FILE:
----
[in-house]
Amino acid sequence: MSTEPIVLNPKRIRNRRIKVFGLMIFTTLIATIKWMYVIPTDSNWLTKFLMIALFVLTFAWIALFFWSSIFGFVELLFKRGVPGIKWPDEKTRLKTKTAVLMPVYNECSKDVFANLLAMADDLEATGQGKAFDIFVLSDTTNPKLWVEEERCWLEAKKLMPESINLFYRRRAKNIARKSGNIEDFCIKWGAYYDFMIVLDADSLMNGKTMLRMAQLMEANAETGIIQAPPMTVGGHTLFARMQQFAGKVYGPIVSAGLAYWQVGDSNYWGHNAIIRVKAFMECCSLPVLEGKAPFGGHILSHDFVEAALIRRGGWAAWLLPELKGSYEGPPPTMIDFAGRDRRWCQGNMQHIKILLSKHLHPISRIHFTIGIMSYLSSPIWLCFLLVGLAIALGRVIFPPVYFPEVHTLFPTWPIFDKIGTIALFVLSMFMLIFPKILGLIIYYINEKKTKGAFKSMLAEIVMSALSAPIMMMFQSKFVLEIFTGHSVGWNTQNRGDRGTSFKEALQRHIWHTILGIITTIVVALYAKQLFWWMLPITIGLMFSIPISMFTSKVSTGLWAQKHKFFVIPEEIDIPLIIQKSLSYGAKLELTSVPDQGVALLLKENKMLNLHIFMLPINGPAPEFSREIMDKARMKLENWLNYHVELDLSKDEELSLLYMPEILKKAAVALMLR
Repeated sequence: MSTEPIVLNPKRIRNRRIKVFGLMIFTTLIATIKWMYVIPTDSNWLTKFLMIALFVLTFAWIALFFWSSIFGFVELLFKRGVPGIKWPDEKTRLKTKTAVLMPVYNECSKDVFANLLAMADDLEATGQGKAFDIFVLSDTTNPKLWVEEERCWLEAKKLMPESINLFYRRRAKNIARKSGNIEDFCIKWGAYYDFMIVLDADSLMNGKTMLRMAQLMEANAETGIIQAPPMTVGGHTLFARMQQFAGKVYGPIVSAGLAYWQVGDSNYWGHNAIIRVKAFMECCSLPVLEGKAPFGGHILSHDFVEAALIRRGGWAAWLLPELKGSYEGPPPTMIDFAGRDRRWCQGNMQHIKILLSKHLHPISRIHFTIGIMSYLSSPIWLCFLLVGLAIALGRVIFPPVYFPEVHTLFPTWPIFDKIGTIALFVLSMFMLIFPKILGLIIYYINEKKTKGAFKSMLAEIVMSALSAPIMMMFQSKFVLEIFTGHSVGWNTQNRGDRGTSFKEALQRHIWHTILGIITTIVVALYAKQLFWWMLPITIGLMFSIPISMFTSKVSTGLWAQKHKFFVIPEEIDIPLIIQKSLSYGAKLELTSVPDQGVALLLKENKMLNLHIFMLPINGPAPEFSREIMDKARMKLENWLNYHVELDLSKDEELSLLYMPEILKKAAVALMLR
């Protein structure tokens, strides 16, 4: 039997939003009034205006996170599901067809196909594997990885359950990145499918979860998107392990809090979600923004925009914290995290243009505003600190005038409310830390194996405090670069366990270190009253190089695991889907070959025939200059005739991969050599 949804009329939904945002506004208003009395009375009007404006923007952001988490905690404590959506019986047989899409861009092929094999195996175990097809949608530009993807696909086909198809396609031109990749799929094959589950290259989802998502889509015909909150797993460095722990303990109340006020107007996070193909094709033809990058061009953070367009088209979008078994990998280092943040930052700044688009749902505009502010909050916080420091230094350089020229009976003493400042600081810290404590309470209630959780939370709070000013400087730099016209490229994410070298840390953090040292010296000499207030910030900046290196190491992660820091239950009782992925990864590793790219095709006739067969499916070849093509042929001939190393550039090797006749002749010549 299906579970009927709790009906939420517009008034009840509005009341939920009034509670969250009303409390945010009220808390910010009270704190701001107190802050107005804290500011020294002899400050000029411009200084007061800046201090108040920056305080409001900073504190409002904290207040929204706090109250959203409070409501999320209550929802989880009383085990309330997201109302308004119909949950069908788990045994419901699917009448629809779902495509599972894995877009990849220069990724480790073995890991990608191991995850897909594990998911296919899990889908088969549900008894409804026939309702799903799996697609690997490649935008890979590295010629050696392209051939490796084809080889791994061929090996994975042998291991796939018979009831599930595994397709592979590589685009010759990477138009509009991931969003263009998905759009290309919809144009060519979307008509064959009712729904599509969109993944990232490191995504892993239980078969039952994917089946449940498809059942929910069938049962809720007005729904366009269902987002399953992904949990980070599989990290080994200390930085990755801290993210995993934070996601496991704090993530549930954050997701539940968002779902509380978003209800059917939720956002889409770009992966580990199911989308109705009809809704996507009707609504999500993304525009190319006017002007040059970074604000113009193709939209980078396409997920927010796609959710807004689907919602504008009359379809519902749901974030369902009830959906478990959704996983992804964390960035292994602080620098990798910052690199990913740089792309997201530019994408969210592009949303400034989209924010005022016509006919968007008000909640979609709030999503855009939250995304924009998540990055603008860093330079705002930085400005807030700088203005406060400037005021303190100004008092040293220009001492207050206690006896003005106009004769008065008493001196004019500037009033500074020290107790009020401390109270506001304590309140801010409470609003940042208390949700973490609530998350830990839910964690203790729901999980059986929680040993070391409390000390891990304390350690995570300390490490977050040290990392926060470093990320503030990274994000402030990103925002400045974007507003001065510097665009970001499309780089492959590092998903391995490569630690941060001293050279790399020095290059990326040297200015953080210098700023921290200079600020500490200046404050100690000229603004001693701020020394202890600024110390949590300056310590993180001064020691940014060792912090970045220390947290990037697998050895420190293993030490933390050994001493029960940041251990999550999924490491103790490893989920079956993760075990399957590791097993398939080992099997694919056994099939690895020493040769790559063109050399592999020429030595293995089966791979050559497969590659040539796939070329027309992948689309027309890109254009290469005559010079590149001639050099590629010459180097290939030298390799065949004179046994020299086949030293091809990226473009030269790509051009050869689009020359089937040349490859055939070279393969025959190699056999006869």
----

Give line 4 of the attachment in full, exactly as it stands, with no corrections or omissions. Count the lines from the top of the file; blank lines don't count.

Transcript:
């Protein structure tokens, strides 16, 4: 039997939003009034205006996170599901067809196909594997990885359950990145499918979860998107392990809090979600923004925009914290995290243009505003600190005038409310830390194996405090670069366990270190009253190089695991889907070959025939200059005739991969050599 949804009329939904945002506004208003009395009375009007404006923007952001988490905690404590959506019986047989899409861009092929094999195996175990097809949608530009993807696909086909198809396609031109990749799929094959589950290259989802998502889509015909909150797993460095722990303990109340006020107007996070193909094709033809990058061009953070367009088209979008078994990998280092943040930052700044688009749902505009502010909050916080420091230094350089020229009976003493400042600081810290404590309470209630959780939370709070000013400087730099016209490229994410070298840390953090040292010296000499207030910030900046290196190491992660820091239950009782992925990864590793790219095709006739067969499916070849093509042929001939190393550039090797006749002749010549 299906579970009927709790009906939420517009008034009840509005009341939920009034509670969250009303409390945010009220808390910010009270704190701001107190802050107005804290500011020294002899400050000029411009200084007061800046201090108040920056305080409001900073504190409002904290207040929204706090109250959203409070409501999320209550929802989880009383085990309330997201109302308004119909949950069908788990045994419901699917009448629809779902495509599972894995877009990849220069990724480790073995890991990608191991995850897909594990998911296919899990889908088969549900008894409804026939309702799903799996697609690997490649935008890979590295010629050696392209051939490796084809080889791994061929090996994975042998291991796939018979009831599930595994397709592979590589685009010759990477138009509009991931969003263009998905759009290309919809144009060519979307008509064959009712729904599509969109993944990232490191995504892993239980078969039952994917089946449940498809059942929910069938049962809720007005729904366009269902987002399953992904949990980070599989990290080994200390930085990755801290993210995993934070996601496991704090993530549930954050997701539940968002779902509380978003209800059917939720956002889409770009992966580990199911989308109705009809809704996507009707609504999500993304525009190319006017002007040059970074604000113009193709939209980078396409997920927010796609959710807004689907919602504008009359379809519902749901974030369902009830959906478990959704996983992804964390960035292994602080620098990798910052690199990913740089792309997201530019994408969210592009949303400034989209924010005022016509006919968007008000909640979609709030999503855009939250995304924009998540990055603008860093330079705002930085400005807030700088203005406060400037005021303190100004008092040293220009001492207050206690006896003005106009004769008065008493001196004019500037009033500074020290107790009020401390109270506001304590309140801010409470609003940042208390949700973490609530998350830990839910964690203790729901999980059986929680040993070391409390000390891990304390350690995570300390490490977050040290990392926060470093990320503030990274994000402030990103925002400045974007507003001065510097665009970001499309780089492959590092998903391995490569630690941060001293050279790399020095290059990326040297200015953080210098700023921290200079600020500490200046404050100690000229603004001693701020020394202890600024110390949590300056310590993180001064020691940014060792912090970045220390947290990037697998050895420190293993030490933390050994001493029960940041251990999550999924490491103790490893989920079956993760075990399957590791097993398939080992099997694919056994099939690895020493040769790559063109050399592999020429030595293995089966791979050559497969590659040539796939070329027309992948689309027309890109254009290469005559010079590149001639050099590629010459180097290939030298390799065949004179046994020299086949030293091809990226473009030269790509051009050869689009020359089937040349490859055939070279393969025959190699056999006869």